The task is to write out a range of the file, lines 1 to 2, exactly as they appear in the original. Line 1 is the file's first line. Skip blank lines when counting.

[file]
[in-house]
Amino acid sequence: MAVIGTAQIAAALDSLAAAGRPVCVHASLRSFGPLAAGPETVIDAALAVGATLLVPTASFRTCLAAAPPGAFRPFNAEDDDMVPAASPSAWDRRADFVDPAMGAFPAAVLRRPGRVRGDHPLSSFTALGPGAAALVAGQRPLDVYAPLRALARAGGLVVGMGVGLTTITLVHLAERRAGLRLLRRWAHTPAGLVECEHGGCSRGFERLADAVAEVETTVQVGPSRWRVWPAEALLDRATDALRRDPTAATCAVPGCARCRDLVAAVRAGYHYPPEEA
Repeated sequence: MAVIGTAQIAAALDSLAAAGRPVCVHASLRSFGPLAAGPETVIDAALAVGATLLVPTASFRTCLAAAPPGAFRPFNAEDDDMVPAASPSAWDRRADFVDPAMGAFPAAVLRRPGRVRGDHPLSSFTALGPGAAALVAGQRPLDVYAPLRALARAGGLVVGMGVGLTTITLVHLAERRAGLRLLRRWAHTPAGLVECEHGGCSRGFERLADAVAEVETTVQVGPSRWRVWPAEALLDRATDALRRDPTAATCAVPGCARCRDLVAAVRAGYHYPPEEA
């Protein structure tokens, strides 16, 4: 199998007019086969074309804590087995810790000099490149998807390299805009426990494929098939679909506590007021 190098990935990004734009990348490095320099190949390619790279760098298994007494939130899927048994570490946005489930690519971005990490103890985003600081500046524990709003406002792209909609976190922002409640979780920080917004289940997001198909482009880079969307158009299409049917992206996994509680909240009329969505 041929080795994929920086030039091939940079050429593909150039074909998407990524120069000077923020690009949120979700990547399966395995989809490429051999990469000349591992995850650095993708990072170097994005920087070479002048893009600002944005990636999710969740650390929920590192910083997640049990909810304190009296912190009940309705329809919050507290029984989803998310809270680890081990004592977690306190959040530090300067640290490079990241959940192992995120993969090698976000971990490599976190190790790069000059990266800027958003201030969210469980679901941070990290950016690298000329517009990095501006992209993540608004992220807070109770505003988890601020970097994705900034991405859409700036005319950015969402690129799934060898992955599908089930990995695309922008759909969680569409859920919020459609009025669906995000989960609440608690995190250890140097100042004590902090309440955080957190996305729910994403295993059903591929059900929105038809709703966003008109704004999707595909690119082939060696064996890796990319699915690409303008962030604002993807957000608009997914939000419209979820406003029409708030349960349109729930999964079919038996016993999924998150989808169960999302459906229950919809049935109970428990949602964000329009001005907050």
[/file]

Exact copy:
[in-house]
Amino acid sequence: MAVIGTAQIAAALDSLAAAGRPVCVHASLRSFGPLAAGPETVIDAALAVGATLLVPTASFRTCLAAAPPGAFRPFNAEDDDMVPAASPSAWDRRADFVDPAMGAFPAAVLRRPGRVRGDHPLSSFTALGPGAAALVAGQRPLDVYAPLRALARAGGLVVGMGVGLTTITLVHLAERRAGLRLLRRWAHTPAGLVECEHGGCSRGFERLADAVAEVETTVQVGPSRWRVWPAEALLDRATDALRRDPTAATCAVPGCARCRDLVAAVRAGYHYPPEEA